I’m currently sitting at the Columbus airport waiting for the first leg of my flight back to Finland while enjoying my last taste of American pizza for the next few months. I initially thought I might write a bit more over the holidays, thinking maybe I would be ready to reflect on all that the first half of this adventure has held, but with only 12 days to see family and friends I was kept pretty busy. Thankfully, the new year and the inherent sentimentality induced by airports has finally given me the inspiration I need.
A very wise friend of mine loves to talk about how we often oversimplify our time abroad, feeling as if simply being in a different place engenders some sort of rare self-discovery. And she is right. Living in a different country provides a lot more questions than answers, especially about ourselves and some of our most strongly held beliefs. Over the past 4.5 months, I’ve been challenged in so many ways. There have been times when I’ve wondered if I will continue doing this work for the rest of my life or if I will change my path and land in a different area of medicine. I’ve endured interactions that have made me feel like I’m from a different planet and not just a different country, and left these interactions reminded of how hard communication can be sometimes. There have been times when I wasn’t sure if I really had this whole adulting thing down well enough to balance work, travel, and family and friends, all while living in a new country and adjusting to cultural changes. I’ve been made to wonder if there really is any perfect approach to healthcare, education, social services, etc., if even here there are things to improve upon. And finally, I’ve been forced to reconsider how I communicate, when I should stand up for myself, and when I can let some things go.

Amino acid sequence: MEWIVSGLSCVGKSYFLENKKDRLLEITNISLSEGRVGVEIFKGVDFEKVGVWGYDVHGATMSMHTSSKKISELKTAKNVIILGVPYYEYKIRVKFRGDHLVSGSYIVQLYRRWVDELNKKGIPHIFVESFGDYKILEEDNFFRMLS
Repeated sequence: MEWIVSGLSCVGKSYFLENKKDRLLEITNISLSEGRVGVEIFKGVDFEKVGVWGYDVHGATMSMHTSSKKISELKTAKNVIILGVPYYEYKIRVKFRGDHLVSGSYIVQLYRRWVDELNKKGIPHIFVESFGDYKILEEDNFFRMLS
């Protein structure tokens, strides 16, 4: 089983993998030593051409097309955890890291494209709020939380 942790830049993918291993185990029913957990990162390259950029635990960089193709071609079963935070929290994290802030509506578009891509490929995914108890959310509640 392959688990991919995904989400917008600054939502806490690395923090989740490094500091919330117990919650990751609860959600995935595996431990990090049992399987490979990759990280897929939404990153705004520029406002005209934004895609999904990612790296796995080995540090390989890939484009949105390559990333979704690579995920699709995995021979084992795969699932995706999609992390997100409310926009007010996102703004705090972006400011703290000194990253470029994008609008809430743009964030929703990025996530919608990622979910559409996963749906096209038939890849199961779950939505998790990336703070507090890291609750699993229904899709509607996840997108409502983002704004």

We definitely have some things to learn from the Finns, and they have a lot they could learn from us as well, but I think the beauty of being immersed in a new culture is that you have the chance to encounter and digest different perspectives in the places they are created, and eventually return home to decide if and how these perspectives may fit into your own. But you can’t really know this until you leave. Returning home, I’ve been reminded that our country is far too large and too diverse to discredit. Sure, we have a lot to improve upon, but it isn’t fair to forget about the sheer differences between our two nations. While there are days when I generally feel hopeless about the state of American healthcare, it is good to remember that we are doing pretty well given our history and culture. I’ve also decided that (surprise!) Americans are too loud, especially in public spaces, but Finns are still far too reserved for my taste. I can’t tell you how nice it felt to finally interact with strangers normally while back at home. When I smiled, people smiled back, and people were never visibly awkward when I asked them how they were doing. While this is the case, I’m really looking forward to the reliable peace and quiet of Finnish city streets.
Being home and finally getting to feel like my full self again was a much-needed reminder that 1.) I don’t stick out in the world as much as I might think I do in Finland, because in America I am at least a sort of normal human. And 2.) I am one of the luckiest people alive to be able to have this year to explore, learn, and grow even if it means I have to leave a lot of people and places I love back home. My day to day routine in Finland may sometimes feel monotonous and nearly everyday holds some sort of challenge, but when I really step back and think about this life I’m living right now, monotonous is the furthest thing from reality. Here’s to 4.5 more months living in this winter wonderland and doing the work I love.